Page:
For example, the Indiana Jones ride at Disneyland is subject to common carrier liability. This heightened responsibility is also seen in Gomez v. The Walt Disney Co., WL 1404420 (Cal. June 16, 2005). Any “carrier of persons for reward,” must use the utmost care and diligence for safe carriage. So they must provide everything necessary for that purpose.
Also, they must exercise to that end, a reasonable degree of skill. As quoted from the Cal. Civ. Code Sec. 2100, Carriers must “provide vehicles safe and fit for the purpose to which they are put.” Also, no excuse exists for default in this respect by any degree of care. (Cal. Civ. Code Sec. 2101.)
Under state law, common carriers include limo companies. Hence, they have to maintain physical damage coverage. Also, they may need general liability coverage and worker’s compensation coverage. They may need garage liability coverage, and garage keeper’s legal liability coverage. Last, some may have to purchase excess/umbrella liability coverage, property coverage, among others. As of 2006, except for Class C charter-party carriers, limos must maintain specific insurance coverage. So they need at least $750,000 for seven passengers or less.
Furthermore, they will need $1,500,000 for 8 to 15 passengers. Also, they will need $5,000,000 for 16 passengers or more. The minimum coverage for Class C charter-party carriers is $750,000. And his requirement remains mandatory regardless of the vehicle's seating capacity. For additional information, see General Order 101. This order applies to PSCs or General Order 115, as pertains to TCPs.
Common Carriers must file evidence of insurance coverage in the state of California. Minimum liability insurance limits vary by type of carrier and other factors. Also, proof of insurance coverage must be registered with the California Public Utilities Commission, or PUC. Any for-hire passenger carrier with employee chauffeurs must present coverage proof on demand. For example, they must provide evidence of worker’s compensation coverage and liability coverages.
So they must file a certificate of insurance (Commission form TL-938) or a certificate of consent to self-insure. The certification gets issued by the Department of Industrial Relations. Minimum coverage limits are available in the PUC general orders. They can get seen in the General Orders, for example, General Order 115.
California Limousines Regulation Enforcement Remains the Responsibility of Several Government Agencies Depending on Intrastate or Interstate Regulations?
Yes. Both federal and state laws come into play with limousines. The DMV and Public Utilities Commission (PUC) differentiate between “PSG” and “MTR” classes. Motor carriers of passengers are known as PSG regs. But Motor Carriers of Property get called MTR. Common Carriers go by the designations PSC– by passenger stage corporations.
However, there is also TCP– by charter-party carriers or Cal-T– by household goods carriers. Mostly, we see these number decals on the rear and front bumpers of limousines. And this helps the CHP, as well as LAX Airport Police, keep track of these different types of transports in their various enforcement jurisdictions.
In most cases, California passenger transports for hire must get approved and permitted by the PUC. But several companies are exempt from these State requirements. Of special interest, taxi and ambulance services are locally regulated based upon the city and county of operations. The location of these regulations is in California Public Utilities Code Sections 226 and 5353. Of particular interest, the PUC issues PSC permits/certificates as well as charter-party carrier/TCP permits/certificates.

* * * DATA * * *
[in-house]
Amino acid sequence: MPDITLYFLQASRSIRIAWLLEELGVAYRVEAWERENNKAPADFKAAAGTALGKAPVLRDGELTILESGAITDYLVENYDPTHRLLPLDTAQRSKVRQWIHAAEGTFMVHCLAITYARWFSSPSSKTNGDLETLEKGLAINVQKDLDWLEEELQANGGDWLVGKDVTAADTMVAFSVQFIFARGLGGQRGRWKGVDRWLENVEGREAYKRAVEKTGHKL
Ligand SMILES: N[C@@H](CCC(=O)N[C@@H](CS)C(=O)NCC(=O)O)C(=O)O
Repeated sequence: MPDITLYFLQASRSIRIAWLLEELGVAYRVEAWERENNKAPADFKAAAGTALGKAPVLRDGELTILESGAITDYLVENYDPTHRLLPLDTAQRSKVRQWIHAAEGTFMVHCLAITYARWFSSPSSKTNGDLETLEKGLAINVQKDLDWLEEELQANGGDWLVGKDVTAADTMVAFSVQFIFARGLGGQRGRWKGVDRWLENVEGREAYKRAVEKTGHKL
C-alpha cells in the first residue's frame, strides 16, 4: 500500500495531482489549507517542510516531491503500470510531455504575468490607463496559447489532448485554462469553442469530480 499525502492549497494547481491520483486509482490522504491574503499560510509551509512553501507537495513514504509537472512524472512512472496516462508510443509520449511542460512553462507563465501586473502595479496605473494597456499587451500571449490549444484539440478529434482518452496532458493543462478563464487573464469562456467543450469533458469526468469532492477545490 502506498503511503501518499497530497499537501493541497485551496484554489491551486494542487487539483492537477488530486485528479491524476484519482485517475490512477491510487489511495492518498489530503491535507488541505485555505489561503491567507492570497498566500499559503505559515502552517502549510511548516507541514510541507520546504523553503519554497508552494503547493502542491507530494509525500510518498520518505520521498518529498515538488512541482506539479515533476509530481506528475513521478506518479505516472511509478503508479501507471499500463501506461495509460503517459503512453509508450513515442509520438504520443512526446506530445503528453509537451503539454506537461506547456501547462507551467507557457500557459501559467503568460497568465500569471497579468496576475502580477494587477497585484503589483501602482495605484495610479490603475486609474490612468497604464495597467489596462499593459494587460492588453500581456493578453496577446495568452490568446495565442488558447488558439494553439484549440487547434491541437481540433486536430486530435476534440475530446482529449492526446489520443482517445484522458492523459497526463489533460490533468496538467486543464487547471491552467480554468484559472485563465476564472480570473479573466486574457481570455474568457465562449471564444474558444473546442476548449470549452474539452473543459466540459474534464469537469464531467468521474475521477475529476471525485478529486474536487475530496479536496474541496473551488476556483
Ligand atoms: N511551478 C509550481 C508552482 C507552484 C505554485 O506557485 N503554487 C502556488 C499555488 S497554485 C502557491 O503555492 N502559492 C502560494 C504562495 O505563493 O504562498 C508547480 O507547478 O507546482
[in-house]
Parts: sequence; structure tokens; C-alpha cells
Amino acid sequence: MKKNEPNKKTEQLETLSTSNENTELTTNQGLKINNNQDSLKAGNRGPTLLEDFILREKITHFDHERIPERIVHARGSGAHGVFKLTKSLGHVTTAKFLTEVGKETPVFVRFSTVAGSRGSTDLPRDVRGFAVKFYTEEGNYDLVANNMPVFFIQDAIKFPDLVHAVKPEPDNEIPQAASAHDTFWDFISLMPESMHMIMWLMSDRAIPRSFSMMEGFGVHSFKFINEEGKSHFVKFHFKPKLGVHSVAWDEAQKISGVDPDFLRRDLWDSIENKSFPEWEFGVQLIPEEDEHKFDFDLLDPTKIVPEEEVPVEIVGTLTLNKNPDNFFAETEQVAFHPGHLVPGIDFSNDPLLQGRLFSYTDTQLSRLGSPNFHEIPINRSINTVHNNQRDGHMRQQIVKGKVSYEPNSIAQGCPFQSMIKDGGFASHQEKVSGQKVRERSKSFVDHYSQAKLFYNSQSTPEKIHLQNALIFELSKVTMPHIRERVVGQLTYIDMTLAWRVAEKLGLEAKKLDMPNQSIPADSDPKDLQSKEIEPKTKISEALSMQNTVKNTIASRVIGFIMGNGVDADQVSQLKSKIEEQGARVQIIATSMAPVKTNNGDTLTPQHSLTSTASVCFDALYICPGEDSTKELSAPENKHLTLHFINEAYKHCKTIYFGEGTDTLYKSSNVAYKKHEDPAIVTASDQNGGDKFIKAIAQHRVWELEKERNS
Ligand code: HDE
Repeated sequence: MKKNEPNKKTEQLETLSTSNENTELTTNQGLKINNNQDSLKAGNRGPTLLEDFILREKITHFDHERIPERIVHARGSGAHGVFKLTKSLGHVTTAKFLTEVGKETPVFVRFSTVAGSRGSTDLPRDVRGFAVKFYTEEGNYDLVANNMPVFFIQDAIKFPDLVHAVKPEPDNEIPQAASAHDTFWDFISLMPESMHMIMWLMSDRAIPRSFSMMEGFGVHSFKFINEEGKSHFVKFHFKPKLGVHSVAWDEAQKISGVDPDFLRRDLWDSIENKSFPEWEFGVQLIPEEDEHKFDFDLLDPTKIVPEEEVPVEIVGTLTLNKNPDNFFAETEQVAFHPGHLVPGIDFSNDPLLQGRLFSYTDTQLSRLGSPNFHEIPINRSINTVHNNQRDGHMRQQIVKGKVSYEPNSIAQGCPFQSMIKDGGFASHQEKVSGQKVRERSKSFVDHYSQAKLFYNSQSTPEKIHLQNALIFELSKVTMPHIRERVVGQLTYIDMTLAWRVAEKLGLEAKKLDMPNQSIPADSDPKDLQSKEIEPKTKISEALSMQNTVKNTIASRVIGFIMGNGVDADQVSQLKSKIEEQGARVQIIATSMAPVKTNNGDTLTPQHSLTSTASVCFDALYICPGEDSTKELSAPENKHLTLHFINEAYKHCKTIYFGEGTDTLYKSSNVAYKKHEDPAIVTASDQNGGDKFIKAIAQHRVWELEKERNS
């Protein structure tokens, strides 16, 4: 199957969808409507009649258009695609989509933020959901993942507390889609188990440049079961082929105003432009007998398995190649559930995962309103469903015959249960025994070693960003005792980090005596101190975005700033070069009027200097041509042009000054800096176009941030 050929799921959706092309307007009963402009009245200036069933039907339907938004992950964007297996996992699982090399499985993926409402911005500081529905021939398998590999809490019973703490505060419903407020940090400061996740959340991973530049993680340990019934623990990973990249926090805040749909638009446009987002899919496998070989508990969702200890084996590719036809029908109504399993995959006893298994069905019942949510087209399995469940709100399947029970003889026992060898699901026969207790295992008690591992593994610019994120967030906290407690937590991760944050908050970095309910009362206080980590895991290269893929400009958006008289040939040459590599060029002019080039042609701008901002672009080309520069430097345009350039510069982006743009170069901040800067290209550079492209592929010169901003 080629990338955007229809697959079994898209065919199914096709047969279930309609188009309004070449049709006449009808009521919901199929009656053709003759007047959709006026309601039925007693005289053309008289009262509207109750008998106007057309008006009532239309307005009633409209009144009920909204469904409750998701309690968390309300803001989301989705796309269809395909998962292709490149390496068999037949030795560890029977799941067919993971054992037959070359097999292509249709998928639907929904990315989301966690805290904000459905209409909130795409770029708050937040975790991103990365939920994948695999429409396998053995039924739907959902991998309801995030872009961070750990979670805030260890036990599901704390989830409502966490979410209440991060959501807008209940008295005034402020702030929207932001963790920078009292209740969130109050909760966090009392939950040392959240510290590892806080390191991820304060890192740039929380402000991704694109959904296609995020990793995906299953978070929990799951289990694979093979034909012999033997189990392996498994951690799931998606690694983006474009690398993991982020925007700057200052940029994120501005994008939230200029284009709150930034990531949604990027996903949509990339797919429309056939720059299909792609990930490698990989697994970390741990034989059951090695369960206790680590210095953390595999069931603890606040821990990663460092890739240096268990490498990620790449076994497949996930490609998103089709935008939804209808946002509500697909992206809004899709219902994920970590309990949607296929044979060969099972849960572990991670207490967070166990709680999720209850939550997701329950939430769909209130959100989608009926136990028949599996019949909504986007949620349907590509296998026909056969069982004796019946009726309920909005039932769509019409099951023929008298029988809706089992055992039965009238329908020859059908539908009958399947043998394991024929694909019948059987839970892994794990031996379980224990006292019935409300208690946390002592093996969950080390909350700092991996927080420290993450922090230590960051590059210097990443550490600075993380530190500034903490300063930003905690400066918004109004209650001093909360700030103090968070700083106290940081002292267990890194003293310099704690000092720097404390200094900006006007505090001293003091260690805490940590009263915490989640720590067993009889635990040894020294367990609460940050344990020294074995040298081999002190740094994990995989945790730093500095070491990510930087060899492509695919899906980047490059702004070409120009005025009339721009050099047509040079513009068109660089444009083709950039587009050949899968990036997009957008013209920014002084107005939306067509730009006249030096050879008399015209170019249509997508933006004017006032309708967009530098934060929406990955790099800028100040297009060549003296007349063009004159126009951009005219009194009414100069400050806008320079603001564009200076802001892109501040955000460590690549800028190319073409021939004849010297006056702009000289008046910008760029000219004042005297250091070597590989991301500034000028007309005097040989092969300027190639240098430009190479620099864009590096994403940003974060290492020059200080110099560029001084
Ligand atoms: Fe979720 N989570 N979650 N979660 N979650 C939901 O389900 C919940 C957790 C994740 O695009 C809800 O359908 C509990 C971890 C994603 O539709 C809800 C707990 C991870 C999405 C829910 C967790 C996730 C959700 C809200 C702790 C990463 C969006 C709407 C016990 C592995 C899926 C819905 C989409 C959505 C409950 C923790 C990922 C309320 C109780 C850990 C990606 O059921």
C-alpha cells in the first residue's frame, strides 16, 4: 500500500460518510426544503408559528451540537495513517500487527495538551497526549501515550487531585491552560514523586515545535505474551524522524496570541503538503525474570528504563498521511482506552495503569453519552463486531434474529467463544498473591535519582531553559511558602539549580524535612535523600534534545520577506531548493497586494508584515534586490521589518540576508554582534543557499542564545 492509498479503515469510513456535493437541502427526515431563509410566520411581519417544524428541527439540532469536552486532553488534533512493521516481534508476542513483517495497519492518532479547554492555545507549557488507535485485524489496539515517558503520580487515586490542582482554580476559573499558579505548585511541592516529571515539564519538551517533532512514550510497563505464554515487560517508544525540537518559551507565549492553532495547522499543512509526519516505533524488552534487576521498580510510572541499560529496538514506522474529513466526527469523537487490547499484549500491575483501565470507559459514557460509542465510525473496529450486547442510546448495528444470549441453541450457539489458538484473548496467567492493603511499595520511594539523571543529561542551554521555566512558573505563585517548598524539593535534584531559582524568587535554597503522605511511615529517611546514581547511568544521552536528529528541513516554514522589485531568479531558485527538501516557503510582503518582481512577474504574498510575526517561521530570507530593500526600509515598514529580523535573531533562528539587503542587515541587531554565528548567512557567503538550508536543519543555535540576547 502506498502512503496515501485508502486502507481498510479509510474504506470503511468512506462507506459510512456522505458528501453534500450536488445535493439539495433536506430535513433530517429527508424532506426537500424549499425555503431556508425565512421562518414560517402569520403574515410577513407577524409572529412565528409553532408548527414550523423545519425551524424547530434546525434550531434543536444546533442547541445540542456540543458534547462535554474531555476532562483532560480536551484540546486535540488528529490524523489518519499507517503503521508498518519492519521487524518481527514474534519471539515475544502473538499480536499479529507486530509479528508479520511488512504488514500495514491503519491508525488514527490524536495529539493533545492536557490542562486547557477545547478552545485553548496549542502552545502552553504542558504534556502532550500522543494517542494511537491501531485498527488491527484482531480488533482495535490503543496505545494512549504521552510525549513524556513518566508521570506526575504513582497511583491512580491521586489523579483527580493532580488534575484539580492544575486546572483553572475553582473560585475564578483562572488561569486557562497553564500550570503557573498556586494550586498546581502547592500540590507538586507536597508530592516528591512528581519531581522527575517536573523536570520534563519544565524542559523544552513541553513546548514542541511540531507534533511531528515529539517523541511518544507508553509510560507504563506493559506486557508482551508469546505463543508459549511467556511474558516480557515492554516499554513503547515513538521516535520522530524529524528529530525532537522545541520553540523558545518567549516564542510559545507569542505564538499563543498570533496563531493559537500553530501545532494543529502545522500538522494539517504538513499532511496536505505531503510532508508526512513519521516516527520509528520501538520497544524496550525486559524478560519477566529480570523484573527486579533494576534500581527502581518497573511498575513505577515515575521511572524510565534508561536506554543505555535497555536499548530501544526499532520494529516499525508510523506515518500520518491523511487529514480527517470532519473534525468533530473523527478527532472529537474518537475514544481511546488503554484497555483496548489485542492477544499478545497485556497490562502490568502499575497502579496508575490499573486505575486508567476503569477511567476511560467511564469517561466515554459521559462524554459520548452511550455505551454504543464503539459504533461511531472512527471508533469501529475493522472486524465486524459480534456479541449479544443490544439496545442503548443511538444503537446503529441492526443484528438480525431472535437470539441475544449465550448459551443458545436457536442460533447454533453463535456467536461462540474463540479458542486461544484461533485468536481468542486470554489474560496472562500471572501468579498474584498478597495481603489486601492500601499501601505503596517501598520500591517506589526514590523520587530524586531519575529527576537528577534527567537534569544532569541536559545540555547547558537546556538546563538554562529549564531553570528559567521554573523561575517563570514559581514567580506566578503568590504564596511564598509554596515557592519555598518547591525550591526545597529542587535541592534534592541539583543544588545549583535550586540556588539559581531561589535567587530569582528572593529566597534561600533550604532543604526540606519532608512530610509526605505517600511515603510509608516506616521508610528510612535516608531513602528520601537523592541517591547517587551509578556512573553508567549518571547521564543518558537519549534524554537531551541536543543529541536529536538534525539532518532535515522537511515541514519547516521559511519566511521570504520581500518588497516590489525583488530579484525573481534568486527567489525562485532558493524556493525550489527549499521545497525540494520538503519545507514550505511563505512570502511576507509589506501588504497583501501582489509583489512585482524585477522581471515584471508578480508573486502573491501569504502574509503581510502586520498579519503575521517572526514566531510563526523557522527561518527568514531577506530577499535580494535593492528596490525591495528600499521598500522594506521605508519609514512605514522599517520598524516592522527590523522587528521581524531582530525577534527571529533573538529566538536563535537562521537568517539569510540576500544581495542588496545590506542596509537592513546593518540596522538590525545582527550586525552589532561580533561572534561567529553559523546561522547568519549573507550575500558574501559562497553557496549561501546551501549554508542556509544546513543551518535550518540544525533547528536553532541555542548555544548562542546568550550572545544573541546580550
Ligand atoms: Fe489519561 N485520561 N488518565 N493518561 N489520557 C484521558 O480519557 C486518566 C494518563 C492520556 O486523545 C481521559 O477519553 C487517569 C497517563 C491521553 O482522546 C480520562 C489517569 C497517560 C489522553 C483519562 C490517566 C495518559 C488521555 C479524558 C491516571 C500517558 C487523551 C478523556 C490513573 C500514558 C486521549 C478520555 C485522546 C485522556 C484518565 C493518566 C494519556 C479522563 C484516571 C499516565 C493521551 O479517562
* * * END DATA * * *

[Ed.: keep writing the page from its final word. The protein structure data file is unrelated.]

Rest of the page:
These are different from each other in many ways. For example, a PSC allows transportation services to the general public on a paid fare basis. The PSC operator usually works a “fixed” route. So they typically have a regular schedule, such as airport shuttles.
TCP charters, as most limos are, are usually prearranged. Usually, they are exclusive and akin to private party transport. These are often round trip excursions, such as in wine tasting tours or sightseeing.
An MC number is a requirement for interstate transportation. Federal law mandates such a permit get issued before a limousine carrier for hire can leave the jurisdiction of California, as often seen on trips to Las Vegas.
The Aftermath of a Limousine Accident.
When faced with a limo accident leading to injury, you must understand what you may recover. Most of all, you can get lost wages and money for mental anguish. Your jury award will typically consist of compensation for physical pain and suffering. But in addition to emotional and physical distress, you are also entitled to seek compensation for reasonable costs of medical care and bills. Also, in extraordinary situations, you can even get punitive damages, such as when a chauffer rapes or assaults a passenger.
Steps to Take in Bringing Your Limo Case.
First, the police must know to create a record and take witness statements. But you must avoid speaking with an insurance company while unrepresented. Adjusters are famous for trying to use it against you. Hence, they can twist your words into making it appears that you were not hurt or that you were responsible.
But do take an ambulance to the hospital to get x-rays, an MRI, and a full physical examination. Don’t wait for the situation to get worse. Getting a swift medical checkup will create evidence in your case that can help you later. Always, if faced with physical or sexual assault, make sure you get a police report and medical help.
Next, contact an attorney immediately. Our lead attorney, Michael Ehline, has experience from owning and operating a limo company. So he brings the knowledge necessary to take your claim to victory. We fight for our clients to help right this terrible situation.
Hire the Best Limousine Accident Attorneys Now!
There’s a reason many people consider us California’s best limousine accident attorneys. These accidents occur while traveling back and forth from proms, parties, weddings, or other events. So knowledge of the laws and regulations from the PUC and DOT is vital in getting your life back on track. Call us for a free consultation today at (213) 596-9642.